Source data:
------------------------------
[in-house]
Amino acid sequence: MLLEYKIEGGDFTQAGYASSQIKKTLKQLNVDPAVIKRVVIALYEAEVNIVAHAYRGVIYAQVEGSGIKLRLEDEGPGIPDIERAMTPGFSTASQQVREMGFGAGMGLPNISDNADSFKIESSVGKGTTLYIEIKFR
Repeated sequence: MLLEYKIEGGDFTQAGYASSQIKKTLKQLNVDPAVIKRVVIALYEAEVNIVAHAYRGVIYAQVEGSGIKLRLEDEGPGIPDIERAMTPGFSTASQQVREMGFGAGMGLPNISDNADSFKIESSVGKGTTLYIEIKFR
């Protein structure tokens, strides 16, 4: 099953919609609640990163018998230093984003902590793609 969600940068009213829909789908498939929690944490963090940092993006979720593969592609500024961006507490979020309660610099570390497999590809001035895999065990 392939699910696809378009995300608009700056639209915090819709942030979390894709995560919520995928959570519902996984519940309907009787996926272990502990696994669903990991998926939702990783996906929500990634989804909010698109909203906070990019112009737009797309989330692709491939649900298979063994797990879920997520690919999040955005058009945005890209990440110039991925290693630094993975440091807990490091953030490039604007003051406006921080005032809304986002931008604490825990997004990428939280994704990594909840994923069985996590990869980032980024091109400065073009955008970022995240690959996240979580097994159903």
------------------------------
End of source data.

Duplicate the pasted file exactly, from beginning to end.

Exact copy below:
[in-house]
Amino acid sequence: MLLEYKIEGGDFTQAGYASSQIKKTLKQLNVDPAVIKRVVIALYEAEVNIVAHAYRGVIYAQVEGSGIKLRLEDEGPGIPDIERAMTPGFSTASQQVREMGFGAGMGLPNISDNADSFKIESSVGKGTTLYIEIKFR
Repeated sequence: MLLEYKIEGGDFTQAGYASSQIKKTLKQLNVDPAVIKRVVIALYEAEVNIVAHAYRGVIYAQVEGSGIKLRLEDEGPGIPDIERAMTPGFSTASQQVREMGFGAGMGLPNISDNADSFKIESSVGKGTTLYIEIKFR
């Protein structure tokens, strides 16, 4: 099953919609609640990163018998230093984003902590793609 969600940068009213829909789908498939929690944490963090940092993006979720593969592609500024961006507490979020309660610099570390497999590809001035895999065990 392939699910696809378009995300608009700056639209915090819709942030979390894709995560919520995928959570519902996984519940309907009787996926272990502990696994669903990991998926939702990783996906929500990634989804909010698109909203906070990019112009737009797309989330692709491939649900298979063994797990879920997520690919999040955005058009945005890209990440110039991925290693630094993975440091807990490091953030490039604007003051406006921080005032809304986002931008604490825990997004990428939280994704990594909840994923069985996590990869980032980024091109400065073009955008970022995240690959996240979580097994159903």